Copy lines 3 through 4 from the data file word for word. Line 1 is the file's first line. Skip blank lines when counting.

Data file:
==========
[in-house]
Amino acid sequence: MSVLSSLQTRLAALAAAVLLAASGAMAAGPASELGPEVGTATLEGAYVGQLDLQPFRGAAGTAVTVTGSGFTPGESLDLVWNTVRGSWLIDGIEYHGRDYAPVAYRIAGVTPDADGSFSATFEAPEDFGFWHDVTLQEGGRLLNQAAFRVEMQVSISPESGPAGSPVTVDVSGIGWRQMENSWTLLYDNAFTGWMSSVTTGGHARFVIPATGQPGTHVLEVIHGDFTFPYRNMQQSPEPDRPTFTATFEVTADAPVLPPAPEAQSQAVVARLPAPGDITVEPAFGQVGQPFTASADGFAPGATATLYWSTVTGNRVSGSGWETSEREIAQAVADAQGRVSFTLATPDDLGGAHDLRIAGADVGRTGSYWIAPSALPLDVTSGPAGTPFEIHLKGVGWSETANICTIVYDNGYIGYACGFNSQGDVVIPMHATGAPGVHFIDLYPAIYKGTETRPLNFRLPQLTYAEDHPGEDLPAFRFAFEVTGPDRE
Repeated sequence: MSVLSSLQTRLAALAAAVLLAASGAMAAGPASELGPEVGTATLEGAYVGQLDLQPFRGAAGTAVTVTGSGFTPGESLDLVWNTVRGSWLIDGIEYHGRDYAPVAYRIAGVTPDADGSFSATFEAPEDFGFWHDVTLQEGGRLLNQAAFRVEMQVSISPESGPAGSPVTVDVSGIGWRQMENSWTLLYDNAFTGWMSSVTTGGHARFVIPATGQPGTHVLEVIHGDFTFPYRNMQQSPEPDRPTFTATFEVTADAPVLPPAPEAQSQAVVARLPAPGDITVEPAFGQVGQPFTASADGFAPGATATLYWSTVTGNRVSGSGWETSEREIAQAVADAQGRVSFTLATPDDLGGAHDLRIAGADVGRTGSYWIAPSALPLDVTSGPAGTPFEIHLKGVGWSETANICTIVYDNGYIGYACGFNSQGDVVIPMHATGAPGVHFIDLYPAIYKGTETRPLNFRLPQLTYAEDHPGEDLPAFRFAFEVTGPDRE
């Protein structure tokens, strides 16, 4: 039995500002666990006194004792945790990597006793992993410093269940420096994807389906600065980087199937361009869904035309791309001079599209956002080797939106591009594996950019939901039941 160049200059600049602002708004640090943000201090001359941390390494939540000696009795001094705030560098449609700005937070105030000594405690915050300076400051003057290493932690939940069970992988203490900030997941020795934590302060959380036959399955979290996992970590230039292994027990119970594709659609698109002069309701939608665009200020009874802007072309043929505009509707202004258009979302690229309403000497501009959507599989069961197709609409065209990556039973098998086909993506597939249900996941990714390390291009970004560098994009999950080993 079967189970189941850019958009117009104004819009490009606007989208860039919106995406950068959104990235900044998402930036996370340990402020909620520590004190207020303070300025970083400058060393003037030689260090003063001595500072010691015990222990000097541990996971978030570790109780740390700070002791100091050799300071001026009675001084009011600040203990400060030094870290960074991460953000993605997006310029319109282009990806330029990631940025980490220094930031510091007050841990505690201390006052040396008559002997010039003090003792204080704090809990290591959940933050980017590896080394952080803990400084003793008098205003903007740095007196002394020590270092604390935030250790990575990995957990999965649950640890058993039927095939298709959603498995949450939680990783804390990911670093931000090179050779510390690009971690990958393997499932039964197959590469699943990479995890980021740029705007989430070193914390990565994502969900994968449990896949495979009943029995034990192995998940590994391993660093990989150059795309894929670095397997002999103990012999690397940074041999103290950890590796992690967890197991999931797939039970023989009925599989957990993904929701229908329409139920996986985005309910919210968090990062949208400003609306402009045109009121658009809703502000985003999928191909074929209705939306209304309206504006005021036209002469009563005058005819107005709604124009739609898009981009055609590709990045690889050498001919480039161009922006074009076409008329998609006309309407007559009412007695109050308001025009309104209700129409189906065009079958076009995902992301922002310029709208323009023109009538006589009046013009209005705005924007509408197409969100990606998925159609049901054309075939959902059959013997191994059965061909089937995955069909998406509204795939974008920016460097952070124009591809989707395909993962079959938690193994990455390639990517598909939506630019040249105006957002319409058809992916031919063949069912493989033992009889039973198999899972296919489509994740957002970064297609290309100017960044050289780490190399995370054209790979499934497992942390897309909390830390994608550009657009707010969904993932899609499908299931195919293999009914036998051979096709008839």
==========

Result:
Repeated sequence: MSVLSSLQTRLAALAAAVLLAASGAMAAGPASELGPEVGTATLEGAYVGQLDLQPFRGAAGTAVTVTGSGFTPGESLDLVWNTVRGSWLIDGIEYHGRDYAPVAYRIAGVTPDADGSFSATFEAPEDFGFWHDVTLQEGGRLLNQAAFRVEMQVSISPESGPAGSPVTVDVSGIGWRQMENSWTLLYDNAFTGWMSSVTTGGHARFVIPATGQPGTHVLEVIHGDFTFPYRNMQQSPEPDRPTFTATFEVTADAPVLPPAPEAQSQAVVARLPAPGDITVEPAFGQVGQPFTASADGFAPGATATLYWSTVTGNRVSGSGWETSEREIAQAVADAQGRVSFTLATPDDLGGAHDLRIAGADVGRTGSYWIAPSALPLDVTSGPAGTPFEIHLKGVGWSETANICTIVYDNGYIGYACGFNSQGDVVIPMHATGAPGVHFIDLYPAIYKGTETRPLNFRLPQLTYAEDHPGEDLPAFRFAFEVTGPDRE
């Protein structure tokens, strides 16, 4: 039995500002666990006194004792945790990597006793992993410093269940420096994807389906600065980087199937361009869904035309791309001079599209956002080797939106591009594996950019939901039941 160049200059600049602002708004640090943000201090001359941390390494939540000696009795001094705030560098449609700005937070105030000594405690915050300076400051003057290493932690939940069970992988203490900030997941020795934590302060959380036959399955979290996992970590230039292994027990119970594709659609698109002069309701939608665009200020009874802007072309043929505009509707202004258009979302690229309403000497501009959507599989069961197709609409065209990556039973098998086909993506597939249900996941990714390390291009970004560098994009999950080993 079967189970189941850019958009117009104004819009490009606007989208860039919106995406950068959104990235900044998402930036996370340990402020909620520590004190207020303070300025970083400058060393003037030689260090003063001595500072010691015990222990000097541990996971978030570790109780740390700070002791100091050799300071001026009675001084009011600040203990400060030094870290960074991460953000993605997006310029319109282009990806330029990631940025980490220094930031510091007050841990505690201390006052040396008559002997010039003090003792204080704090809990290591959940933050980017590896080394952080803990400084003793008098205003903007740095007196002394020590270092604390935030250790990575990995957990999965649950640890058993039927095939298709959603498995949450939680990783804390990911670093931000090179050779510390690009971690990958393997499932039964197959590469699943990479995890980021740029705007989430070193914390990565994502969900994968449990896949495979009943029995034990192995998940590994391993660093990989150059795309894929670095397997002999103990012999690397940074041999103290950890590796992690967890197991999931797939039970023989009925599989957990993904929701229908329409139920996986985005309910919210968090990062949208400003609306402009045109009121658009809703502000985003999928191909074929209705939306209304309206504006005021036209002469009563005058005819107005709604124009739609898009981009055609590709990045690889050498001919480039161009922006074009076409008329998609006309309407007559009412007695109050308001025009309104209700129409189906065009079958076009995902992301922002310029709208323009023109009538006589009046013009209005705005924007509408197409969100990606998925159609049901054309075939959902059959013997191994059965061909089937995955069909998406509204795939974008920016460097952070124009591809989707395909993962079959938690193994990455390639990517598909939506630019040249105006957002319409058809992916031919063949069912493989033992009889039973198999899972296919489509994740957002970064297609290309100017960044050289780490190399995370054209790979499934497992942390897309909390830390994608550009657009707010969904993932899609499908299931195919293999009914036998051979096709008839």